Physicists Find New Way to Store Quantum Information in Impure Diamonds

By Valerie Ross | March 28, 2011 4:39 pm

What’s the News: Physicists have worked out a new method of storing information in the quantum states of atoms in diamond crystals. The scientists linked the spin of individual nitrogen atoms in the diamond—impurities at the jewelry counter, but boons in the physics lab—to the spin of nearby electrons. They could form a quantum link between the spin of the nitrogen atom and the spin of a nearby electron, letting the electron store information more stably than if it were spinning on its own.

How the Heck:

  • When a nitrogen is next to an empty spot in a diamond’s carbon framework, it lets off an extra electron, leaving that electron free to have its quantum played around with.
  • Using what they call “intense microwave fields” [PDF], the physicists were able to link the spin of a nitrogen atom to a neighboring electron, a pairing sparked by magnetic fields.

What’s the Context:

  • Scientists have been looking at diamonds—with and without nitrogen impurities—as a quantum computing material for several years, in part because it can store quantum memory at room temperature, not the far-below-freezing temps required by some other materials.
  • Some have even proposed the idea of diamond supercomputers, which would store millions of times as much data as today’s machines.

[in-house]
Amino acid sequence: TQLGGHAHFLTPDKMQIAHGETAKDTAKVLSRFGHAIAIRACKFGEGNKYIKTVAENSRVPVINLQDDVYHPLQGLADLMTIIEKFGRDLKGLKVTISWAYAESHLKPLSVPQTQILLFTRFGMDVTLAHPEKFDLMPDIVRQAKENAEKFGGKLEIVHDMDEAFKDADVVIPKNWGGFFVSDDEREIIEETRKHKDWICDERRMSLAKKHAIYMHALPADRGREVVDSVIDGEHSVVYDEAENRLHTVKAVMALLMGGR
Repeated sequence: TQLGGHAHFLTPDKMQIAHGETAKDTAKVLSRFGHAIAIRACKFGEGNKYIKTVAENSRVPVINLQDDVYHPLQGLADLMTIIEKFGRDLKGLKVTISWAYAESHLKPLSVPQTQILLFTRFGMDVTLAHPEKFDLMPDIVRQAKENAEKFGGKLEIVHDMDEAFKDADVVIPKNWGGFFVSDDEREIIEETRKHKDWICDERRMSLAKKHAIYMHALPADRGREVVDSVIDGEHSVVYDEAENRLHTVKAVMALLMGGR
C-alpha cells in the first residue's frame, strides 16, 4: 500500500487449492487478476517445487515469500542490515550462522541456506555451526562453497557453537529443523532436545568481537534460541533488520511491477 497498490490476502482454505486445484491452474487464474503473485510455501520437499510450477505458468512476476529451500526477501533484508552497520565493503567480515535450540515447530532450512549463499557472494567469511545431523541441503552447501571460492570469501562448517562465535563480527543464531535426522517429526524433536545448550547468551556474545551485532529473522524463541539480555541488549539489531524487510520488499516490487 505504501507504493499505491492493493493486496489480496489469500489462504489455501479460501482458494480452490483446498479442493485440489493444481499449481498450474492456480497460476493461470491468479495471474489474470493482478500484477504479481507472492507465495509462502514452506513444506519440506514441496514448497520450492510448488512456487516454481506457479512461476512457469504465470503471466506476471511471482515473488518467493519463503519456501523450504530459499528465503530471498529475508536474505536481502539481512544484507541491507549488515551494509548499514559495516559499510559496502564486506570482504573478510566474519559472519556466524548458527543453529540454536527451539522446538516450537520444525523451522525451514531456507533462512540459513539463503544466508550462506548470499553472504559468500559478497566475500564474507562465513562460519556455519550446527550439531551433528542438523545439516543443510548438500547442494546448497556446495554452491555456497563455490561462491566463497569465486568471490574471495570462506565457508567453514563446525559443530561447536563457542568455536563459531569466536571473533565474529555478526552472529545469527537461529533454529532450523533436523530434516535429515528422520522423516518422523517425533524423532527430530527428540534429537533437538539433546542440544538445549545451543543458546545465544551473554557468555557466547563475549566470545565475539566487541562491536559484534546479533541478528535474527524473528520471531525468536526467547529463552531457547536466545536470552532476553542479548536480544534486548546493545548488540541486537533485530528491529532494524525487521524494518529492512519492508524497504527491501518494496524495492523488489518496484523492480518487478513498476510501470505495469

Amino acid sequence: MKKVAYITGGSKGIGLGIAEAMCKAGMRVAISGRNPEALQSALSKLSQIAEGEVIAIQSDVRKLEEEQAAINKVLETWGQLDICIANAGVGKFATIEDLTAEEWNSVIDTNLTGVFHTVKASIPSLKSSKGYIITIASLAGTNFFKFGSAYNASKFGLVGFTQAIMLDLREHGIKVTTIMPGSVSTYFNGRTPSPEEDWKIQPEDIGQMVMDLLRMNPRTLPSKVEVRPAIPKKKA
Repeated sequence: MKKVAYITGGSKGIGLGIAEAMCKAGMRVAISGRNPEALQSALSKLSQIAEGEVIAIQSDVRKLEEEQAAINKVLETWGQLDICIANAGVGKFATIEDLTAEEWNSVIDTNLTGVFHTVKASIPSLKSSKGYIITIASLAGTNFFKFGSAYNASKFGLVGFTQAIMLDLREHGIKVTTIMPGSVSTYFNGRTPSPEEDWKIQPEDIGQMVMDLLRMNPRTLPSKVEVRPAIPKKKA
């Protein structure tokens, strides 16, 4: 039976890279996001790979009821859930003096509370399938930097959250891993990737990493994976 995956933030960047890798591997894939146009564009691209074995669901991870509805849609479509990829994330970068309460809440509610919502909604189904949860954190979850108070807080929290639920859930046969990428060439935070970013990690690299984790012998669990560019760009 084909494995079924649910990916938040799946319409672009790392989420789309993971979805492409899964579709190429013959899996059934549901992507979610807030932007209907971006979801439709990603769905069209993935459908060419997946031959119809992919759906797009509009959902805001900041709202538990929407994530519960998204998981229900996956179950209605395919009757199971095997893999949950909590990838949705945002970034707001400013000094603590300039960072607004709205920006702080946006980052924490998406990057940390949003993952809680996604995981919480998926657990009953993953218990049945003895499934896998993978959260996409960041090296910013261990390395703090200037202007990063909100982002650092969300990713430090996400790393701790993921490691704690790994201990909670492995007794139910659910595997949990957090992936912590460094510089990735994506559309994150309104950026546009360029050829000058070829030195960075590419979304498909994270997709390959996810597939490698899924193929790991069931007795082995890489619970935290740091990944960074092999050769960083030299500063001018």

• One hurdle in quantum computing is getting the information to last long enough to use it. In the recent study, the nuclear spin stayed coherent for more than a millisecond—enough time for a ten petaflop supercomputer to do ten trillion operations.

Not so Fast:

  • Don’t start rooting around in your hard drive for a rock just yet; diamond-based quantum computing is still a long way off.

Reference: “Quantum control and nanoscale placement of single spins in diamond.” David D. Awschalom, invited talk, American Physical Society March Meeting 2011

Image: Flickr / Swamibu

CATEGORIZED UNDER: Technology
  • Georg

    They could form a quantum link between the spin of the nitrogen atom

    That is the spin of the nitrogen nucleus, not atom!

  • nate

    This is a very good article on quantum computing. Papers reporting advances are pretty common nowadays, but its always difficult to ascertain what’s really going on, and the significance of the discovery. KISS

  • Robbie

    Typo detected! KILL IT!!!!

    “When a nitrogen is next to an empty spot…”
    I don’t think “a nitrogen” is a single object, maybe nitrogen atom?

  • http://Twitter.com Sara Stark

    Holy crap, this is amazing!!

  • IanW

    This gives a whole new meaning to the term ‘hard drive’ doesn’t it?!

  • Brian Too

    I’d be very cautious about the practicalities of such a device. The basic materials research is wonderful and that’s all to the good of course.

    However they are taking a very novel approach to data storage. Most novel approaches never make it to any kind of commercial reality.

    Then they add on the quantum computing angle and this too is still profoundly experimental. Fascinating to think about and tremendous potential, but literally another world beyond conventional computing.

    And diamonds! Why did it have to be diamonds?! Be prepared for the Lindsay Lohan/Paris Hilton jokes. Also if the technique can be scaled down to use microscopic diamonds then maybe costs can be controlled. However for macroscopic diamonds, what does that do to the cost envelope?

  • http://pajamajeanshq.com pajama jeans

    Wow, technology never ceases to amaze me.

  • Remember

    Lol brian you must factor in many variables before you come to such a solid conclusion, you must be forgetting diamonds can be created in various ways and im sure when a technique like this becomes more refined people will find more use for those diamonds around t their necks ;)

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